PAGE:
After spending most of last year hiking above 3000m; struggling to breathe, suffering from altitude sickness, carrying a 20kg bag and sleeping in tents when it’s far too cold to be outside… a walking holiday in the hills of Scotland with the luxurious Gartmore Estate was exactly what I needed. If you love walking, but also love a little comfort and luxury at the end of a tough day, then this will be the holiday for you, too.
Gartmore House was built in the mid-18th century for the Graham family but was eventually bought by the Cayzer family in 1900. It was commandeered by the Army in the 1940s and after the war was sold off in pieces. In 1953 it was turned into St Ninian’s, a school run by a Roman Catholic religious order. In 1980 it was sold off again and changed hands multiple times, until 2000 when it ran as a charitable trust and grew as a conference and activity center.
To get there, you can take a 40-minute train from Glasgow or Edinburgh to Stirling. They offer free transfers from here and it’s a beautiful 40-minute drive into the countryside. As you pull up to the rear of this imposing manor house with a backdrop of moody skies you might start to wonder if you’re starring in your own horror movie, but as soon as you walk through the front doors, you’ll feel like you belong in a period drama.
You’re greeted by smiling staff, wonderful decor and a crackling fire. The rooms are spacious, clean and comfortable, with incredible views of distant hills. The food is delicious and plentiful, with different choices every day. A fry up for breakfast was the best way to start the day, a packed lunch to take hiking and a three-course meal in the evenings was exactly what we needed after burning so many calories. I can’t remember the last time I ate and slept so well!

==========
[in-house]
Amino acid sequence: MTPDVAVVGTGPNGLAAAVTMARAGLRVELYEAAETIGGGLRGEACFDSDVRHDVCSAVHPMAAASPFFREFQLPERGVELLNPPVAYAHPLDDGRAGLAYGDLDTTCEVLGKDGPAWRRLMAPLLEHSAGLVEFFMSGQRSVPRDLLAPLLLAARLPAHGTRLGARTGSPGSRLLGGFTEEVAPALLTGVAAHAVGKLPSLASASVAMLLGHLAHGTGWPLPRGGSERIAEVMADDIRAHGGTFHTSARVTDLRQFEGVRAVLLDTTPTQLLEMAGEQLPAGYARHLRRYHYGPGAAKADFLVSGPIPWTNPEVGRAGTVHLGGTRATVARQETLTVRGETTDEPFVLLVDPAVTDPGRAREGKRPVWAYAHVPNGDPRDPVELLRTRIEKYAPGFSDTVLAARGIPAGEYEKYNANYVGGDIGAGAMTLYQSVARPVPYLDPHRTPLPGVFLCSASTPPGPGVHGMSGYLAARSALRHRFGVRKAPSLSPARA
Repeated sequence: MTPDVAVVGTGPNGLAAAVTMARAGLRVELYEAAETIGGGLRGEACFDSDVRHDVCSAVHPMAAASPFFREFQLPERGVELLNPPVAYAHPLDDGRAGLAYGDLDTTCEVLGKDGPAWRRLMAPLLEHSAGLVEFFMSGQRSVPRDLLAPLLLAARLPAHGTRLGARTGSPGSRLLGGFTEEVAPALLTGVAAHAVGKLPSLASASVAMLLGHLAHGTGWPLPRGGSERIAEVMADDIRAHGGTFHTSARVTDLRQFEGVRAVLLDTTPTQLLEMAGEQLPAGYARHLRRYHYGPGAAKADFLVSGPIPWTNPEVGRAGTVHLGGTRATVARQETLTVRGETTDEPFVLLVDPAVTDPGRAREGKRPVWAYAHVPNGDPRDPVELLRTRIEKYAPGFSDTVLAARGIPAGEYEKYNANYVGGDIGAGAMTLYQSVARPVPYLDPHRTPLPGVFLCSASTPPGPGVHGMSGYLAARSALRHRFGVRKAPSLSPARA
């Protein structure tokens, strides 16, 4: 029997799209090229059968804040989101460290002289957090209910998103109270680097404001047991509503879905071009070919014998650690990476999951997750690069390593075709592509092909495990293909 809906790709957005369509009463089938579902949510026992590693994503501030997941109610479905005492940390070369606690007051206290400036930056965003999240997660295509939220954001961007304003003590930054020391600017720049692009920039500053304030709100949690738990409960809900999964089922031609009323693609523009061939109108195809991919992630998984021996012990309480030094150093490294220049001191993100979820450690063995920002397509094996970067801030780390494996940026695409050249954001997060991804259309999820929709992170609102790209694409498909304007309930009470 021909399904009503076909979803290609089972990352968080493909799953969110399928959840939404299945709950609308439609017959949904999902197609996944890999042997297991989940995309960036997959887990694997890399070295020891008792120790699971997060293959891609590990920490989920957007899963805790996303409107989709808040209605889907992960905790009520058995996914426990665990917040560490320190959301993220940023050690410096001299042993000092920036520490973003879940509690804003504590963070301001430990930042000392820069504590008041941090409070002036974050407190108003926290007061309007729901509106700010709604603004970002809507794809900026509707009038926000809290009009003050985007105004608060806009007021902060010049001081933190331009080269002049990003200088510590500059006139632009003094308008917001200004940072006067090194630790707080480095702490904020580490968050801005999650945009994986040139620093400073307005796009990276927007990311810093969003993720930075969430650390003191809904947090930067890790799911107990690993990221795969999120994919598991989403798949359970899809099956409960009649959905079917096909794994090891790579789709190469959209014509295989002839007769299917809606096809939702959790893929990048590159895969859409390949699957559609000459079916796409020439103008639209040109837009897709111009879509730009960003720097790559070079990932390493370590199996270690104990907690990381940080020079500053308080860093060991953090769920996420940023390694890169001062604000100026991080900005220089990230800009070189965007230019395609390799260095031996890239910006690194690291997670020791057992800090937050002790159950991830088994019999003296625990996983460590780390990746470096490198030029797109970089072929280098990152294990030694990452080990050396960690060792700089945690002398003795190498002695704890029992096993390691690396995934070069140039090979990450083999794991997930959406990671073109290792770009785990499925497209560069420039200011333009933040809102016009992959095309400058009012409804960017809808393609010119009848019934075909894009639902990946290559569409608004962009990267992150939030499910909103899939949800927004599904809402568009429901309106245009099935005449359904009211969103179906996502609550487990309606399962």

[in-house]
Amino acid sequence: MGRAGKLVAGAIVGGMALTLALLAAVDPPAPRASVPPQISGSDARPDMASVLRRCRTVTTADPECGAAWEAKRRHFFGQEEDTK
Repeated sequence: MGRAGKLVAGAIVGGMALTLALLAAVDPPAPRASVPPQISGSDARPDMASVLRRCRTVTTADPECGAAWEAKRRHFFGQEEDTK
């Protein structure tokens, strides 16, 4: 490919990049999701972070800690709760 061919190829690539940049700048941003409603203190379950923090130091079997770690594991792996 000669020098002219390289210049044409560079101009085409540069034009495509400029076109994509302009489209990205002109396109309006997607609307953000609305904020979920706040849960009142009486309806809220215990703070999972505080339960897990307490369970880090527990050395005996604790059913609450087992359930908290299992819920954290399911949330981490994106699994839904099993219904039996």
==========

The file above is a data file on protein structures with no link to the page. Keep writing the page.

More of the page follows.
The Walking Holiday
Now don’t get lulled into a false sense of security by the term “walking” holiday. It should be called “hill walking” but more accurately, a “hiking holiday”. I was expecting gentle strolls through forests or around lochs, but three days out of four involved some pretty serious hill climbing and it was fantastic!
What made it even better is getting to share it with fellow bloggers The Budget Savvy Travelers. Audrey and Harry were so much fun and they make awesome travel vlogs using a 360° camera so you feel like you’re right there with them, be sure to check them out! Connect with them on Facebook, Instagram, or Twitter, and follow their 360° adventures on YouTube!
Our professional guide Gavin Clarke was wonderful. He looked after us and kept us safe out on the hills, always had a great story or a piece of history about the local area and kept us laughing with some pretty corny (very Scottish) dad jokes. He knows the area well and can alter your walks to suit your mood, it was great to get to know him and have a local guide for our first Donald, Marilyn, and Graham.
Day 1: Stuc Odhar (pronounced Stuc Urr)
9km, 5 hours, +1800ft ascent
Our first day was spent climbing Stuc Odhar, a 2093ft hill and our first “Donald” (a hill over 2000ft). The sun was shining, and what started out as a pleasant uphill walk through a forest soon turned into a mad scramble through surprisingly deep snow as we tried to make our way to the summit.
Unfortunately, the ice was too dangerous for us to reach the top, but we were very close and the views were just as stunning. It was an easy descent through knee-deep snow and then bog, and we eventually ended up in the tiny village of Brig O’Turk at an adorable pub for a well-deserved pint.
Day 2: Craig of Monievreckie
14km, 6 hours, +1300ft ascent
Our second day was just as sunny as the first, which was a huge surprise because it’s Scotland, and made our lives easier as the snow had started to melt. We made our way to the Menteith Hills and had a lovely hill walk through lush forest and towering trees. It was a very pleasant climb to the top of Craig of Monievreckie, our first “Marylin” (a hill of any height with a drop of 500ft or more on all sides) along the Highland Boundry Fault.
It was an easy walk back down into the forest where we followed the tracks of a wildcat (badger doesn’t sound as exciting) through the snow, walked along the shores of Loch Venachar, crossed into farmland where we met two very cute and hairy highland cows, and conveniently ended up at the pub again! It was my favourite day of the week because the weather was great, the hike wasn’t too hard but rewarded us with amazing views, and I got to meet a highland cow!